10 Questions with alum Jim Damman ’80

Get to know one of CMU’s first logistics graduates

| Author: CBAnews | Media Contact: CBAnews

Get insights from Jim Damman, a logistics pioneer and CMU alum. From his first job to career advice, discover his journey.

1. When you first enrolled at CMU, did you know what you wanted to study?

I knew I wanted to study business, but I didn’t quite know what I wanted to do with my career. My family was always entrepreneurial – we had 15 hardware stores throughout metro Detroit, and I started working there at 14 – so I knew I liked entrepreneurship and business and wanted to do something in that realm.

2. What’s your favorite memory from your time at CMU?

The first is when I met my wife in the business program – she was in accounting. We’ve been married for 42 years.

James and Renaye Damman are standing in front of an idyllic, valley town in summer.
Jim and Renaye Damman

The second is the experience I had in the logistics program. Bob Cook was a new professor at the time who was really passionate about logistics, and there were about 10 of us in the inaugural logistics cohort. He did a great job coaching me and helping me get my first job out of college.

3. What was your first job after graduation?

I started with Missouri Pacific Railroad (now Union Pacific Railroad) in St. Louis. I spent about eight months in a management training program before receiving my first assignment as an assistant manager in Dallas, where I worked in the field with train crews, in operations and in administration. 

4. What do you credit with your career success?

I have to thank my upbringing and the mentors I had along the way. My father, grandfather and various people in my professional life were really important in giving me the right nudge, in the right direction, at the right time.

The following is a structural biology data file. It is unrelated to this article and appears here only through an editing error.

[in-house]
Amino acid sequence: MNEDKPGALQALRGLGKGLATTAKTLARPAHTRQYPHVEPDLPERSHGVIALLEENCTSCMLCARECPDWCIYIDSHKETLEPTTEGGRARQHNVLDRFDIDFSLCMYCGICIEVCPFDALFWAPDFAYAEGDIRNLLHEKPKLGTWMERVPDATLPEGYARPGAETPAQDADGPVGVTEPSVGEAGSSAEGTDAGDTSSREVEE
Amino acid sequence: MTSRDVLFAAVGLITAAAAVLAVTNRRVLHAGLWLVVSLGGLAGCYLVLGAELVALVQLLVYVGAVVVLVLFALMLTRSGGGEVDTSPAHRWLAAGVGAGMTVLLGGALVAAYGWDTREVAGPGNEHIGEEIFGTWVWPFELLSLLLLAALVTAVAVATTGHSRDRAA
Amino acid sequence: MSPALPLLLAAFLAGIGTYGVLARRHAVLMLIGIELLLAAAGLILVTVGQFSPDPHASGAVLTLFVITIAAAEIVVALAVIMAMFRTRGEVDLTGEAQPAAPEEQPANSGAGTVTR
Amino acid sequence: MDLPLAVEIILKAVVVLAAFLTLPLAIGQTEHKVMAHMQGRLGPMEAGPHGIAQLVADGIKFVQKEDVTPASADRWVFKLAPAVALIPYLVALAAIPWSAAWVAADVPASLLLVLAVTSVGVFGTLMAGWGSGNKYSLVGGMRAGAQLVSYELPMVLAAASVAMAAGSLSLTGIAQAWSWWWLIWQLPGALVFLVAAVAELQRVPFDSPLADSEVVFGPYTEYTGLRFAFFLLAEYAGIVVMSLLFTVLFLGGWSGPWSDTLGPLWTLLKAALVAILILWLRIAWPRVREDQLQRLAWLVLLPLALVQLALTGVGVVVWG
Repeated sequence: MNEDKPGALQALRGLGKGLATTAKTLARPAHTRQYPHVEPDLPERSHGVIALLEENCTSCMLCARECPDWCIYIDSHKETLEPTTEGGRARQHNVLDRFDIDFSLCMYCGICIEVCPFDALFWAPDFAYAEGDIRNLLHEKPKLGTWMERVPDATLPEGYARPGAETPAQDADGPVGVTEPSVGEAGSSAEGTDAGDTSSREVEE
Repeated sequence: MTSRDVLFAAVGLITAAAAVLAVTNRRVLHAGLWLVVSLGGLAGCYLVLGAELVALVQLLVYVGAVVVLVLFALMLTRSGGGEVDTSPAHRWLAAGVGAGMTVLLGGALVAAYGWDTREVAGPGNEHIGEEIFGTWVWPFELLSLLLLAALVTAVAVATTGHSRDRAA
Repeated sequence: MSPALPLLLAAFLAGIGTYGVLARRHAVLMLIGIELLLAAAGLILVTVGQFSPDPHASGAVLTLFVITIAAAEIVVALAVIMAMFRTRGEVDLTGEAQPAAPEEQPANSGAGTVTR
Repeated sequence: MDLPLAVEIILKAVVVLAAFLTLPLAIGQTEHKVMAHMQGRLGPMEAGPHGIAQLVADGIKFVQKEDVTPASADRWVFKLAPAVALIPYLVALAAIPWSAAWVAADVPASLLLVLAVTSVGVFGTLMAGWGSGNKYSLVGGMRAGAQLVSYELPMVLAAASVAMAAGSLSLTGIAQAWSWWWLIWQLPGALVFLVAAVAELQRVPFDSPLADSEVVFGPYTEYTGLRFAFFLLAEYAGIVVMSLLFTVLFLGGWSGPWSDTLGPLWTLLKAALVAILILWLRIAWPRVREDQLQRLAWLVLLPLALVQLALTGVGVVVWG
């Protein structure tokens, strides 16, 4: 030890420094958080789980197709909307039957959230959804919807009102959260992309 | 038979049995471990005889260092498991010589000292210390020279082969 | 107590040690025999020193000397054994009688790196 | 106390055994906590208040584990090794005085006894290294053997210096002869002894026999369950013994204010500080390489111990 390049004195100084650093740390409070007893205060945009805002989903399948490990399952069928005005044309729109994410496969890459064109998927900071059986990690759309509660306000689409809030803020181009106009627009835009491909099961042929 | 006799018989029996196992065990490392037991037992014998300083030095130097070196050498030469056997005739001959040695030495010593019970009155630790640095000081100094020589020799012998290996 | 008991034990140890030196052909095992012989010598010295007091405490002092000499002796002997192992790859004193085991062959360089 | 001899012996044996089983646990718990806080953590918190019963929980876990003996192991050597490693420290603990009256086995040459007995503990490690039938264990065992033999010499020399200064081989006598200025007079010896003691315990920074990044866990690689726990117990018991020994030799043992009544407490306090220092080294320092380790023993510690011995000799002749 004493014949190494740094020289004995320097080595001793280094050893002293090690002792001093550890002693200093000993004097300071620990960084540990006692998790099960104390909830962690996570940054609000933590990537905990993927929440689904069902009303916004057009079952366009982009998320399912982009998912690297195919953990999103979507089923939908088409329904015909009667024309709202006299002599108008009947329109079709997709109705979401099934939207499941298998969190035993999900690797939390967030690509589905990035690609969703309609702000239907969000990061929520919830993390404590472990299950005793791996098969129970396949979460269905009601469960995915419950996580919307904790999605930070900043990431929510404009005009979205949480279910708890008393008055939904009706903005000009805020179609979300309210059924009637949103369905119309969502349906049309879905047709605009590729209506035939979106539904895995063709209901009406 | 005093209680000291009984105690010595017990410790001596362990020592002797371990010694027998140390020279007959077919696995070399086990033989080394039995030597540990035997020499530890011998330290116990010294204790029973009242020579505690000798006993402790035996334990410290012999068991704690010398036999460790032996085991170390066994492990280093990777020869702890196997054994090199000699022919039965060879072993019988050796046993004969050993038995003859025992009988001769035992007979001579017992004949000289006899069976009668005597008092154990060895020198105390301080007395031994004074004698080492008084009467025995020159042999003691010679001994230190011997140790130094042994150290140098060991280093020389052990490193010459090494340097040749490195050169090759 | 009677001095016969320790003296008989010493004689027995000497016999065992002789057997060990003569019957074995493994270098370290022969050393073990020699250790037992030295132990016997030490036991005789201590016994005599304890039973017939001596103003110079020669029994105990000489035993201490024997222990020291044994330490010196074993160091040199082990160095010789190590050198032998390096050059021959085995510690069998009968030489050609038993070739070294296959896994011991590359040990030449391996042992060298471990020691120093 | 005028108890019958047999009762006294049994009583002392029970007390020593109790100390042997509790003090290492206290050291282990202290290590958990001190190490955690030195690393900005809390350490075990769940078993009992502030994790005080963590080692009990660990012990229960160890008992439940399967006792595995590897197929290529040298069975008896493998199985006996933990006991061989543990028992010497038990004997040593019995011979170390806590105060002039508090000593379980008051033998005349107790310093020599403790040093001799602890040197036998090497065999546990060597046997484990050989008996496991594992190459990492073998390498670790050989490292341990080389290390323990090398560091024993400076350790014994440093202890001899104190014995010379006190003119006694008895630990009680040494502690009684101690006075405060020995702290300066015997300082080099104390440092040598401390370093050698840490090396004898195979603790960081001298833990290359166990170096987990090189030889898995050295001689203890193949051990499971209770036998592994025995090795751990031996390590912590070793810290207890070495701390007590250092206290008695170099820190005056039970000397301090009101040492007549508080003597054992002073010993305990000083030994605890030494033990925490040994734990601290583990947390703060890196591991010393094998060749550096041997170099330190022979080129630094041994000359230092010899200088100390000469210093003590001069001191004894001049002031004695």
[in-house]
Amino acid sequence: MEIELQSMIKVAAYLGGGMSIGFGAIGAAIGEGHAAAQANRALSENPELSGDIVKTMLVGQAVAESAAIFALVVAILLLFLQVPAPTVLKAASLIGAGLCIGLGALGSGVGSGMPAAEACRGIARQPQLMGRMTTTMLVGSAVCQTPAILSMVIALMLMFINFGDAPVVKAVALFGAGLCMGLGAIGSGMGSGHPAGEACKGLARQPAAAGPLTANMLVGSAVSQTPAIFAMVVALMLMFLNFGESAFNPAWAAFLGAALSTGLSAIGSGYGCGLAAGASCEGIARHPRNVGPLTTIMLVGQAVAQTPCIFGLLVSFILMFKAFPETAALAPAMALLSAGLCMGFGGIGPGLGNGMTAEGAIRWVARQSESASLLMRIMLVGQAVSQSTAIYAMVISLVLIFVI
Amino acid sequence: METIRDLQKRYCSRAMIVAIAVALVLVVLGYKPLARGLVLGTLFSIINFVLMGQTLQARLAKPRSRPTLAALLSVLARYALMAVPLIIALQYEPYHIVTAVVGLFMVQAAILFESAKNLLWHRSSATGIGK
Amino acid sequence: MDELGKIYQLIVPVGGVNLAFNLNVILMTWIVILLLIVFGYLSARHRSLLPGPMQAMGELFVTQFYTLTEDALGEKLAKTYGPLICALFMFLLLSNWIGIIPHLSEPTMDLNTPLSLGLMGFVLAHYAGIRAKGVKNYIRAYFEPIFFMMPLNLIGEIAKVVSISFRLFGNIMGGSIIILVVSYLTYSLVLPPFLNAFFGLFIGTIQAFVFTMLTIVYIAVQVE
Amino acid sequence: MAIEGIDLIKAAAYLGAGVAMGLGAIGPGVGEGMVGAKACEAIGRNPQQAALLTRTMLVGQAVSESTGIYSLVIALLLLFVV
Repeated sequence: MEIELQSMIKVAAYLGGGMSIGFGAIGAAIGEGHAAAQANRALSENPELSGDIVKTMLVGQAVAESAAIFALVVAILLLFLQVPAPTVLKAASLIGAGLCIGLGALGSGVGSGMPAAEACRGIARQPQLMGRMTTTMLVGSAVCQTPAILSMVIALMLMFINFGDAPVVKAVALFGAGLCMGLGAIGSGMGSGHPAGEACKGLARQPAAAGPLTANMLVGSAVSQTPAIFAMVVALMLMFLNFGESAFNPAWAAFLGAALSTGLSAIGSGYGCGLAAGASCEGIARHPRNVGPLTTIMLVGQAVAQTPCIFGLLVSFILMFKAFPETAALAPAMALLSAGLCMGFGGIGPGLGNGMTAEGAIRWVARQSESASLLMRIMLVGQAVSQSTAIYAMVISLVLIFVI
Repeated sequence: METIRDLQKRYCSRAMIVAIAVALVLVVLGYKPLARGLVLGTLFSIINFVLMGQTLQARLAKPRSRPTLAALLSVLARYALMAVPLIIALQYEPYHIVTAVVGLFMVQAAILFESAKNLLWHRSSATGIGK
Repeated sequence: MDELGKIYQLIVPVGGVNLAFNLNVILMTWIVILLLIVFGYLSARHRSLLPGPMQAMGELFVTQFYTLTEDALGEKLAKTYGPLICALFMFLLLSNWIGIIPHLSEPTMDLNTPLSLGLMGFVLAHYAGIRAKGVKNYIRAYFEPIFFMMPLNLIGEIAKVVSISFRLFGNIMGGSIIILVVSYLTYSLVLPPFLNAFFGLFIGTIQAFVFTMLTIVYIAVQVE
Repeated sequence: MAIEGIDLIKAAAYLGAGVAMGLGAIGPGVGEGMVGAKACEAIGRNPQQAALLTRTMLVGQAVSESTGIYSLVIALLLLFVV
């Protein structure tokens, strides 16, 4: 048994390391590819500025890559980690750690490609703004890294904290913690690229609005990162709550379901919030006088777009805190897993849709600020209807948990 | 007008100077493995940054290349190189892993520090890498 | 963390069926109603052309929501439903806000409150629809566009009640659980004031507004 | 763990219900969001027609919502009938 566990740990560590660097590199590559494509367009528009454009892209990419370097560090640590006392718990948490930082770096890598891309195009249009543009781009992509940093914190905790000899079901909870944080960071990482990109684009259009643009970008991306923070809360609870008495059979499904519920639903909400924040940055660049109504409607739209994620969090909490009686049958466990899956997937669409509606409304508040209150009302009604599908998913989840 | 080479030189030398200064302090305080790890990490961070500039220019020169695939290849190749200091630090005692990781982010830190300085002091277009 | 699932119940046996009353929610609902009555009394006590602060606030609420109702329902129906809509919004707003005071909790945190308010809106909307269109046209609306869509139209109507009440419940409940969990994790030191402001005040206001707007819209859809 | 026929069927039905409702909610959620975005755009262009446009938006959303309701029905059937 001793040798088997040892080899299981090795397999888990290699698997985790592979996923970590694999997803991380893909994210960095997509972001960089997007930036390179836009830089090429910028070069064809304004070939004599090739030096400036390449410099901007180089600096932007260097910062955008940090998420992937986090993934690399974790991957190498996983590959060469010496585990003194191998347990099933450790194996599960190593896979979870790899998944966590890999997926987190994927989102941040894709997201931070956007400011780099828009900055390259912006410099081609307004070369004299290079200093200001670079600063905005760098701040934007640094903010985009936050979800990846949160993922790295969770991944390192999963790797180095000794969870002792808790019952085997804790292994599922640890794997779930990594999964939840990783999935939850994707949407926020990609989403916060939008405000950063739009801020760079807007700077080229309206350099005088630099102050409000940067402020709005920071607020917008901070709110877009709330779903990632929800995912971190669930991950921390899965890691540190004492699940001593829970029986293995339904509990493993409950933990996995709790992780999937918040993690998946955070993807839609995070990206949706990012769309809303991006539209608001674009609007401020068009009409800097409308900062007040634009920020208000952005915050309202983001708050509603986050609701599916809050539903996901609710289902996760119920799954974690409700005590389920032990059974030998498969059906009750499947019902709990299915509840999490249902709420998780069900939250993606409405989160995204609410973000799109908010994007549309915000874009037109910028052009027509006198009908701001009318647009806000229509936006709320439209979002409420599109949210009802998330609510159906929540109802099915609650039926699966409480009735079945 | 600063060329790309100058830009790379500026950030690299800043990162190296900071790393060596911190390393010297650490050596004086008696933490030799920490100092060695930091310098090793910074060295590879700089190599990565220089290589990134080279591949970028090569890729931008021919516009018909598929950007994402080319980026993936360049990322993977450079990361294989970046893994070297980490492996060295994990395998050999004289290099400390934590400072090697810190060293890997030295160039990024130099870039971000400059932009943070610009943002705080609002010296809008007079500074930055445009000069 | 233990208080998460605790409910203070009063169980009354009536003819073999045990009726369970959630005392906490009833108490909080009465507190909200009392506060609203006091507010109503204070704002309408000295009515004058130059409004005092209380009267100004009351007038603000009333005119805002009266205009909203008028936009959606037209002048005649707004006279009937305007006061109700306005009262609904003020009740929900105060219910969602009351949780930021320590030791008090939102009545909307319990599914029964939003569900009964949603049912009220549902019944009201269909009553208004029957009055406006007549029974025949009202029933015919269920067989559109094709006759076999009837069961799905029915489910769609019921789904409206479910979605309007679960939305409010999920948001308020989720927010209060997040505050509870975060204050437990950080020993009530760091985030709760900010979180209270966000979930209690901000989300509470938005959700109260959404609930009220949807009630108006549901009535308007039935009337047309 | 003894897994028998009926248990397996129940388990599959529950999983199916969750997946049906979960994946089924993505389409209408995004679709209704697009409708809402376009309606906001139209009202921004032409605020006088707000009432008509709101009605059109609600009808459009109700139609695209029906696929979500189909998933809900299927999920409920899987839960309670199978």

5. You and your wife have been involved in the Logistics Undergraduate Case Competition since it started. Why do you feel investing in this competition is beneficial for students?

As a student, I always learned the most when I could get a real-life feel for the material. If it was just a textbook and theory, it was a lot less interesting to me. 

The cases students work on in this competition are very real, and they have to work in teams and on a deadline to solve them – which is what it’s actually like. I think it’s a great experience for students.

6. What advice would you give to up-and-coming students?

On the day my dad dropped me off at my first job (at Damman Hardware), he told me, ‘Listen, learn, be humble and always do more than is expected of you.’ Those four principles have served me very well.

In today’s world, I’d also add another: Be adaptable. The ability to keep up with how the world is changing and what that means for your business and career is very important.

7. What do you love most about logistics?

I’ve always liked solving problems, and that’s what logistics is. When you come to work, you are solving problems that can otherwise turn the world upside down rather quickly.

8. What book recommendations do you have for young professionals?

 “Good to Great: Why Some Companies Make the Leap … and Others Don’t” by Jim Collins, and “Execution: The Discipline of Getting Things Done” by Larry Bossidy.

9. What are your hobbies?

I enjoy playing golf, trading stocks and traveling. I also have three grandchildren who keep me busy.

10. What inspires you?

People. Something I love most about being a leader is watching people develop. Some of the best experiences I’ve had in my career were when I was handed a situation where the organization wasn’t in a good place and teams needed to be realigned. Finding ways to help people be more successful or find the right niche that lets them shine is very inspiring.

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